5 ways Music Tastes Good is unlike other music festivals – Redlands Daily Facts

Mild temperatures, a chill vibe plus 16 star chefs and more than 40 bands took over Marina Green Park in Long Beach as part of the third annual Music Tastes Good festival this weekend.

Since its inception three years ago by the late musician and Long Beach resident Josh Fischel, the festival was meant to be different from other music events.

Fischel, who passed away just a few days after the inaugural festival, wanted Music Tastes Good to be not just a celebration of local and respected bands, he also wanted to celebrate food and his beloved Long Beach community.

About 15,000 people attended the event this weekend and in keeping with Fischel’s vision, here’s how Music Tastes Good was unlike any other typical music festival.

1. The food

Obviously since it’s called Music Tastes Good the food is going to be good here, yet it can’t be said enough, seriously, the food is really good here.

Chefs take this event seriously and like musicians jamming on stage, they are jamming away in their temporary kitchens cooking dishes created for the festival.

On Saturday visiting chefs such as Oakland’s Sincere Justice of Tacos Sincero spent hours in his booth not just serving his Asian fusion tacos that included Vietnamese braised brisket and a seared sweet potato tacos, but also discussing his creations with people.

“Being able to explain to somebody about what I do is basically sharing my story. All food is, all music is, is essentially sharing a story,” he said.

Similarity local chefs like Jason Witzl of Long Beach’s Ellie’s were digging the interaction with the Music Tastes Good crowd.

“I feel like there’s a lot more interaction with the people who are walking up. We’re making a dish to order as people walk up. Coachella and those other (festivals) it’s pretty basic foods coming from chefs you never see. I think it’s pretty cool that Music Tastes Good actually has the chefs working on the line,” he said as he worked his booth on Sunday.

2. A neighborhood event

According to organizers, about 7,500 people attended each day of Music Tastes Good. And while many were from out of town, it was an event also filled with locals who kept running into their neighbors throughout the weekend.

Long Beach-born Sean Laughlin, who lives just up the street from Marina Green Park, attended both days of the festival and said he ran into several neighbors each day.

“I do think it makes it much different. … It’s nice, it’s like it’s family. It’s fun to see not only all these people who are from out of town but also all my neighbors are here which makes it a lot of fun,” he said.

Long Beach resident Heather Kern, who has lived in the city almost her entire life, has also seen a lot of her neighbors and friends walking around the venue this weekend.

“It just feels so much more comfortable you know. When you go to a big music festival typically you expect to be just a stranger in the crowd, but here  you see all your friends and people you know,” she said.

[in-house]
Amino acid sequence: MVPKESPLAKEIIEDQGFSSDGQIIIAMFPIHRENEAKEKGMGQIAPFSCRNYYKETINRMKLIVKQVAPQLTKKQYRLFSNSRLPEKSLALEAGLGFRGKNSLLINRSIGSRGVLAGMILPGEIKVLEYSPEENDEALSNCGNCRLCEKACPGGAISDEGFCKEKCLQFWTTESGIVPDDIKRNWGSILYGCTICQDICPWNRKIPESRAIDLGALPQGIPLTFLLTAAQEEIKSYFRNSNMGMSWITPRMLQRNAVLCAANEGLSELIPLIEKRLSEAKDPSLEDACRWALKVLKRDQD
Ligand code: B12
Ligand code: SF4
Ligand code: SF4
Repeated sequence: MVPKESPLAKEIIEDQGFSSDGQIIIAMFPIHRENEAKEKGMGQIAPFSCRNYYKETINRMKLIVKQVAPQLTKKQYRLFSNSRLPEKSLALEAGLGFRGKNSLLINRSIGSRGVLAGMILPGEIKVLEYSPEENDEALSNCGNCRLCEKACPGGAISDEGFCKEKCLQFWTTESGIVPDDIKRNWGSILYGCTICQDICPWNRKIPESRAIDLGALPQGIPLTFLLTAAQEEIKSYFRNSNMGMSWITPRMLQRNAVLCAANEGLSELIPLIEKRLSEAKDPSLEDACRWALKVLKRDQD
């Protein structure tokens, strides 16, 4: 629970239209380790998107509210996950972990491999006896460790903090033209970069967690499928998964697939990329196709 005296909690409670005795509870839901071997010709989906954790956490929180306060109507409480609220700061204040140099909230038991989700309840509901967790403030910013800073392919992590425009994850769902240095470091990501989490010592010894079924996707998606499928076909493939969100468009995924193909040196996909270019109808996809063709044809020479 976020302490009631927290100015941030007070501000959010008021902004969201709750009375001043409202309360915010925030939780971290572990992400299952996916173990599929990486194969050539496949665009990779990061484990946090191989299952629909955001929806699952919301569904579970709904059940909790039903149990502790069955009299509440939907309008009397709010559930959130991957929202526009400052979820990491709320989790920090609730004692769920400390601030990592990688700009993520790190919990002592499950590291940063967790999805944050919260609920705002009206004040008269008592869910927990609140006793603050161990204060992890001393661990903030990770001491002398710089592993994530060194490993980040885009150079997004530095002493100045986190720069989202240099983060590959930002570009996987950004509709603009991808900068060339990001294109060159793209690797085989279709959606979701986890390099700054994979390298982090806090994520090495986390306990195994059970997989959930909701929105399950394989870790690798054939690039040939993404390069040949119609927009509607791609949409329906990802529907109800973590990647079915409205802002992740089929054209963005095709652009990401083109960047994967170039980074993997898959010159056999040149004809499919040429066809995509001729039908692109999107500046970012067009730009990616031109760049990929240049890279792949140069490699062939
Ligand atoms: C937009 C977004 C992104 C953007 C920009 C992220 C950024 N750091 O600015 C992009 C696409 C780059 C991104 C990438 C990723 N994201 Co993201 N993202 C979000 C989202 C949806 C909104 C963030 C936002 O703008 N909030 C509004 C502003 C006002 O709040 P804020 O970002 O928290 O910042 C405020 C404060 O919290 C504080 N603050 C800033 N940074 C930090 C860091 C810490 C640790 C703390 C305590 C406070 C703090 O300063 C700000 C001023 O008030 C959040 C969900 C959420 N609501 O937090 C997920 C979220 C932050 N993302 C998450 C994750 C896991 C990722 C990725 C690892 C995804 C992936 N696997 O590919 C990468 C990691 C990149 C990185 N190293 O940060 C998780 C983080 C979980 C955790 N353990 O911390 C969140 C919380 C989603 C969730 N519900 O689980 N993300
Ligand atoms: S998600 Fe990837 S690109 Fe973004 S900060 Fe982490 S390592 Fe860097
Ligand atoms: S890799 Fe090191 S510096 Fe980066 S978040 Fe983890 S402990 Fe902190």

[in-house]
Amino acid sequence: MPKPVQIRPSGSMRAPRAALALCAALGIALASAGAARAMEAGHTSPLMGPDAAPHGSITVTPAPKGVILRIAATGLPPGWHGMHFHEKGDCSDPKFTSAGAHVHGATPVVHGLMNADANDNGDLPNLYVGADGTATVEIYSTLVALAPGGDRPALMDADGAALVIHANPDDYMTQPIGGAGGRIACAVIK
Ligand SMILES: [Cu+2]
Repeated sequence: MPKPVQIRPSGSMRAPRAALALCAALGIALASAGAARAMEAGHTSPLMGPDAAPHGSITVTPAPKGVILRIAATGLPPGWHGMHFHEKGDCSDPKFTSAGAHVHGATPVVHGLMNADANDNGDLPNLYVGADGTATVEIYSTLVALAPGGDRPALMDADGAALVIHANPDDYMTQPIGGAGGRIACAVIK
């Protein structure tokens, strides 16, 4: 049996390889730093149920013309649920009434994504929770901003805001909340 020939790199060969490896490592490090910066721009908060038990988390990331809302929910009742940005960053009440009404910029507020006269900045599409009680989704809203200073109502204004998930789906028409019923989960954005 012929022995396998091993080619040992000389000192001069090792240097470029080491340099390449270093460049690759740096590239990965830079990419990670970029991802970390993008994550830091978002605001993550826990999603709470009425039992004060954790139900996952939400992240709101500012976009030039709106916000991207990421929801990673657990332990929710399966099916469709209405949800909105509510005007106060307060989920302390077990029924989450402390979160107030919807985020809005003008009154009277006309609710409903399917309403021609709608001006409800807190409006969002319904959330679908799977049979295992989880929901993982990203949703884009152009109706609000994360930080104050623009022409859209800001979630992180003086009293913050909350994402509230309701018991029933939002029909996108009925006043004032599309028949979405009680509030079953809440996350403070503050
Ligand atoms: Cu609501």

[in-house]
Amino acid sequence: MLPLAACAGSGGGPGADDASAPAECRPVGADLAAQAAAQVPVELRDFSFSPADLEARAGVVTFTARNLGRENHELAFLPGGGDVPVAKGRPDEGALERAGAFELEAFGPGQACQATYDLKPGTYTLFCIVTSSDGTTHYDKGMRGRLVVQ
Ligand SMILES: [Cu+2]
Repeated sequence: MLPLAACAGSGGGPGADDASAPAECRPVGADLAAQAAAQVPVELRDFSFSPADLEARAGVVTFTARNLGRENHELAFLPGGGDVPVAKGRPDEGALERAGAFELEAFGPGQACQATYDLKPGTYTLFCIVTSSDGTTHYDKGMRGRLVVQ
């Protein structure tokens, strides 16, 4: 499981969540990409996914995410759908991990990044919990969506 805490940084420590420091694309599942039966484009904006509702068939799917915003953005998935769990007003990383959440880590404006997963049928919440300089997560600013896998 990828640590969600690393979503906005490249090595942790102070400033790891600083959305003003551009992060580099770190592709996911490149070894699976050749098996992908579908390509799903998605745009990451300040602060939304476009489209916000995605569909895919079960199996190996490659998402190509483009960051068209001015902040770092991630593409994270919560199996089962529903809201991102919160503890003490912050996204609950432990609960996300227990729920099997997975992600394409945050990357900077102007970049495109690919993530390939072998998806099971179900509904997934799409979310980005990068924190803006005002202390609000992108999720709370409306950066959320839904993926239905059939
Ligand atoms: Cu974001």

3. Chill vibe

At some festivals people go not just to see the music but to also be seen, so oft en times big festivals can seem like outdoor fashion shows with people dressed in outfits that can’t possibly be comfortable for more than a couple of hours. Here at Music Tastes Good, however, fashion and cool-kid points took a back seat to the music and food. The vibe was way more chill with people just laying on the grass, many sporting shorts and sneakers and generally not seeming to care very much about looking good in selfies.

4. Seeing more music

With so many acts taking part in large music festivals people know it’s pretty much impossible to see every band on the lineup, so choices must be made. And with more than 40 acts on the two-day lineup Music Tastes Good packed a lot of music into two days. But thanks to the venue and a few stage tricks, it was possible to catch most of the acts throughout the weekend.

Thanks to relatively short distances between the stages (maybe less than a quarter mile) you could run or fast walk from one stage to the next in just a couple of minutes. So if you were willing to leave a set early you could ping-pong back and forth between both stages all weekend and not die of exhaustion.

Another key aspect was the rotating stage that allowed a band to start getting set up while another band was still performing in front of the crowd. So as soon as one act was done the stage would spin and voila, the next band was ready to go.

5. Intimate encores

When most music festivals once bands are done, that’s it. They’re done and that’s that. But Music Tastes Good had the Jam Van in hand. This is basically exactly what it sounds like. It’s a van where some of the bands head to after their sets to perform an encore show inside. There are a few folding chairs set up outside the van as well as a screen where people can see the performance.

So it’s pretty much like watching a band in the rehearsal studio.

On Saturday, bands such as Feels, Los Master Plus and Cherry Glazerr jammed in the van while on Sunday acts like Ladama and De Lux performed in the tiny van.

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